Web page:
ERIC SMITH: Good morning, Chairman Calvert, Ranking Member McCollum, Chairman Cole, ladies and gentlemen, thank you for the opportunity to represent your Marines today. I'd like to start by sincerely thanking this committee for its enduring support and your advocacy for a timely, predictable and sufficient budget that enables the Marine Corps to remain first to fight.

I would also like to express my deep gratitude for the partnership between Admiral Franchetti and me as we lead our respective services under the leadership of Secretary Del Toro. Whether deterring, responding to crisis or in conflict, it will be the Navy and Marine Corps expeditionary forces who make first contact with partners seeking help or adversaries seeking a fight.

Our partnership collaboration and integration is a decisive advantage. Last week, I published updated guidance to the force entitled Maintain Momentum. I chose this title as I firmly believe that the Corps is on the right path, under force design. A few points from that document. First, I believe the Corps must continue to strike a balance between high-end modernization and our commitment to persistent forward deployed naval expeditionary forces that campaign and respond to crisis globally.

This effort is represented by our Marine Expeditionary Units, the crown jewel of the Marine Corps. Second, we must prioritize our operations with the Navy and its amphibious ships and we must provide Marines with the organic mobility to rapidly maneuver from shore-to-shore, ship-to-shore and back again. Third, on recruiting, our performance speaks for itself will continue to make mission without ever diminishing our standards.

Additionally, our top performing Marines are enlisting at record rates and we must sustain this trend. Fourth, we must maximize the capabilities of our reserves to ensure that our nation has the ready bench of warriors that they have relied on since the founding of a Marine Corps Forces Reserve in 1916. And fifth, I'm dedicated to ensuring a quality of life for our Marines that matches the high demands we place on them every day.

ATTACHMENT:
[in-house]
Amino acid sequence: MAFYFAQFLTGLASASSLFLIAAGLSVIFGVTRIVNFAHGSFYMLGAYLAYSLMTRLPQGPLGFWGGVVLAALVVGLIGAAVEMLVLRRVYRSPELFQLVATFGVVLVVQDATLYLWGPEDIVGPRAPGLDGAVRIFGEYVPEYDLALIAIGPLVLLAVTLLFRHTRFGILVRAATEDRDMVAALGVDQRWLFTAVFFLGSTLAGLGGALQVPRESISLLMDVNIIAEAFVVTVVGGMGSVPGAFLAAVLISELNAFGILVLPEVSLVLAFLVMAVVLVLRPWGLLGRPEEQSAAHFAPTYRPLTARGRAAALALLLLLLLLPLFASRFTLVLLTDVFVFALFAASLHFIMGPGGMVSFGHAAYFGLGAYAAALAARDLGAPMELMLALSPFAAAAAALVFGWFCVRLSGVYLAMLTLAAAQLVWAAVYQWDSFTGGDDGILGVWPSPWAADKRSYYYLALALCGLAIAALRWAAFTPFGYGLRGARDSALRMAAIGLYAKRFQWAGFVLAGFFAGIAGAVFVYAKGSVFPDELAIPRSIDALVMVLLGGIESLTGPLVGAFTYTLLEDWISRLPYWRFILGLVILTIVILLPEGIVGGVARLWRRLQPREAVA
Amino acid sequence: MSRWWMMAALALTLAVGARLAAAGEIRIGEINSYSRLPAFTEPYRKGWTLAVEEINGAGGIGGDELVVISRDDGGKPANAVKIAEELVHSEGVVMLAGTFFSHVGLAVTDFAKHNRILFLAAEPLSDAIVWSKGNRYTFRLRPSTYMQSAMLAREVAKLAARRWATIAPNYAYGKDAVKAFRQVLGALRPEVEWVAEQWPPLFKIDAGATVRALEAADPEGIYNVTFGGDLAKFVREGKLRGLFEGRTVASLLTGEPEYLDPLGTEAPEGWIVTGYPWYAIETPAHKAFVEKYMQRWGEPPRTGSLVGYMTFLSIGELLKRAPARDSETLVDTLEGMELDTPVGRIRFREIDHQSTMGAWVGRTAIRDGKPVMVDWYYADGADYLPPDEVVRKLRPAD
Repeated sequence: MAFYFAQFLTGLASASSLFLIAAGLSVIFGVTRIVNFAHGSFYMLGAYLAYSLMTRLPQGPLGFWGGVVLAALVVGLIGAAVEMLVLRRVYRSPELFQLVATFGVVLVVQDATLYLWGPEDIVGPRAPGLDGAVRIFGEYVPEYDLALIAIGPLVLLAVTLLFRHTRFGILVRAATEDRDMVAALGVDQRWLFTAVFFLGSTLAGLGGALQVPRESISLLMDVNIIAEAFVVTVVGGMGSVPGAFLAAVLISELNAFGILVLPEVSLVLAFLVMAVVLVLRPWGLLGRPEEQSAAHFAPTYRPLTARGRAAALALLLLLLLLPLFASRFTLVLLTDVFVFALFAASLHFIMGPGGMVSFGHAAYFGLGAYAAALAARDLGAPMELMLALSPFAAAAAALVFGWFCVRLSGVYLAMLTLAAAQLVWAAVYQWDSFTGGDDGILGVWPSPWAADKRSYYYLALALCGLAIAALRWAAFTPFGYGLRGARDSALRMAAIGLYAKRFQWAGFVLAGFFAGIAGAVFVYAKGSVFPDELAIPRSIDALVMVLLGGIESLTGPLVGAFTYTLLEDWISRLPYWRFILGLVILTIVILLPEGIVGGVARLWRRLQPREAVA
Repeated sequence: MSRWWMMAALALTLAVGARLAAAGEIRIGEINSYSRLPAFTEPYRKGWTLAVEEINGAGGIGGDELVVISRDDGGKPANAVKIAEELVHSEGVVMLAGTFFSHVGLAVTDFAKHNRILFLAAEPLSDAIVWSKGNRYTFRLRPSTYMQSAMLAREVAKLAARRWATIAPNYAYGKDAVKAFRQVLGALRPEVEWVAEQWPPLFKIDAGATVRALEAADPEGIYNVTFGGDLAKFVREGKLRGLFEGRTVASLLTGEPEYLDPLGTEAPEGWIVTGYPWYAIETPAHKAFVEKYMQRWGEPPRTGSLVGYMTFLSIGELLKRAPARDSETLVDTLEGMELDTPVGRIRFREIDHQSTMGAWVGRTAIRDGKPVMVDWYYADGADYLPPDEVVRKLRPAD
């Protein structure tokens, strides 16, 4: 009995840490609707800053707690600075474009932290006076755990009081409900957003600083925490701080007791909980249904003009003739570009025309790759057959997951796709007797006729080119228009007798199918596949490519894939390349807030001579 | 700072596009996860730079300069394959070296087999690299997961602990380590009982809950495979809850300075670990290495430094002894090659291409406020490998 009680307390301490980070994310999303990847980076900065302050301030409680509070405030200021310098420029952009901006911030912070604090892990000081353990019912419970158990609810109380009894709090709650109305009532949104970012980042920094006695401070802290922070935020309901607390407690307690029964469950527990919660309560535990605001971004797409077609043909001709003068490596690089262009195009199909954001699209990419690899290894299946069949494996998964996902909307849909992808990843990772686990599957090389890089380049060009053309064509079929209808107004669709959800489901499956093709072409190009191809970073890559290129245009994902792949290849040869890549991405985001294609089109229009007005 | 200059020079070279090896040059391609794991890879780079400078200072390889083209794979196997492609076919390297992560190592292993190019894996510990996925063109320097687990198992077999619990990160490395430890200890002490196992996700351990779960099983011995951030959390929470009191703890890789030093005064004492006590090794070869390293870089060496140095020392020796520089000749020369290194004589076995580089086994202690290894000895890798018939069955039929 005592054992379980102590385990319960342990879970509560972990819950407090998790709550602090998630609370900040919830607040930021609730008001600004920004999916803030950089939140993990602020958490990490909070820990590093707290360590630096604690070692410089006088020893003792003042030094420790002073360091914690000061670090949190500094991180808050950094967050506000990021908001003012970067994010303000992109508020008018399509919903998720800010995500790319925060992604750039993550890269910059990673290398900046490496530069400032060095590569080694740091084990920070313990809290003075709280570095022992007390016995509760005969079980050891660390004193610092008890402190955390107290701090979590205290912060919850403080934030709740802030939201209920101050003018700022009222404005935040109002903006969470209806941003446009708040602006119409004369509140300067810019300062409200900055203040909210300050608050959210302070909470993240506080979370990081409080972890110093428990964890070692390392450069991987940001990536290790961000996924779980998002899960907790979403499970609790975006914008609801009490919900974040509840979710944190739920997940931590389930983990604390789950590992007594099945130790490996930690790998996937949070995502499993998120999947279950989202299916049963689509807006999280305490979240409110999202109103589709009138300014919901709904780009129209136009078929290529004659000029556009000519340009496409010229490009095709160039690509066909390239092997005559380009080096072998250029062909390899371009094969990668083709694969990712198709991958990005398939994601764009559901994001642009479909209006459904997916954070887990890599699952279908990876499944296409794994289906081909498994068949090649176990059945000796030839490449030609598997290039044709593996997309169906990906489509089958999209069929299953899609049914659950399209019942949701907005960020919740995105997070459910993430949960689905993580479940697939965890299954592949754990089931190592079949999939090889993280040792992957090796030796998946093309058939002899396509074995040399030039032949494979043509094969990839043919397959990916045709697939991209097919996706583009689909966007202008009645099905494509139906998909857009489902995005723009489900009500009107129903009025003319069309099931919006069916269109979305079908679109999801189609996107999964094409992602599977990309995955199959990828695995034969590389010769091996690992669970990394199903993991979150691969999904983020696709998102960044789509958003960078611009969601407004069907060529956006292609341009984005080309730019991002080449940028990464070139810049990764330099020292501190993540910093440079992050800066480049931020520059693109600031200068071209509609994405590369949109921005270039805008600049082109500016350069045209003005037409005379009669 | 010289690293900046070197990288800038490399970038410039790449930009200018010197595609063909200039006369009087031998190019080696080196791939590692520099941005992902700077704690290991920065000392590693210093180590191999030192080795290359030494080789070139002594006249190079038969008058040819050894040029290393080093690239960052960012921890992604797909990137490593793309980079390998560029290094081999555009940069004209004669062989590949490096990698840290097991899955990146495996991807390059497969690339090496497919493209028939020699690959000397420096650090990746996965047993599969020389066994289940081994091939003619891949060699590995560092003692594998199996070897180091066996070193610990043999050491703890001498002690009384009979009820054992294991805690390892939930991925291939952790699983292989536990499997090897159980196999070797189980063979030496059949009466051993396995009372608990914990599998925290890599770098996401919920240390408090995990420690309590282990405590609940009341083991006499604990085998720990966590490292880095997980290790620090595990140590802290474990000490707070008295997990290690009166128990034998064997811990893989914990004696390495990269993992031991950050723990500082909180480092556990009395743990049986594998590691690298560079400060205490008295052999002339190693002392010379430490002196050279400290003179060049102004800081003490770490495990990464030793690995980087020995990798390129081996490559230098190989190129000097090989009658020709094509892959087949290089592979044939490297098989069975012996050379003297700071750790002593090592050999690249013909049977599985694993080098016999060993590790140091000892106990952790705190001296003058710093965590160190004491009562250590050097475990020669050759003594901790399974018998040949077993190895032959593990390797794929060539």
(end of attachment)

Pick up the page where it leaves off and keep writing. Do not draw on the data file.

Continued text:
That means nutritious food, high quality and accessible gyms and a safe, quiet place to recover from a hard day's work. Our barracks 2030 initiative is our most consequential barracks investment ever and it is sorely needed. While aggressively pursuing these priorities, I commit to you that our Corps will always be frugal and accountable with the resources you and the American people provide.

I'm proud of my Marines and civilian Marines who enabled the Marine Corps to receive an unmodified audit opinion earlier this year, the first of any service to do so. They told us what we have long known, when you entrust us with the taxpayers money, it is money well spent and fully accounted for. All these things are critical to maintaining the strength and dominance of your Marine Corps.

This year marks 249 years since the founding of our Corps. That is 249 years of battles won and peace upheld in the name of democracy and prosperity for our nation and for all nations who abide by the international rules-based order. But increasingly, world events demonstrate this order is being challenged.

Free trade unrestricted access to the seas, peaceful cooperation between nations, big and small are under assault. Our nation's prosperity is underwritten by a strong Navy and Marine Corps who maintain a global presence and keep malign actors at bay. Thank you again for the opportunity to represent your Marines today.

I pledge to continue to work closely with each of you to ensure that your Marine Corps remains the most lethal fighting force on the planet. I look forward to your questions.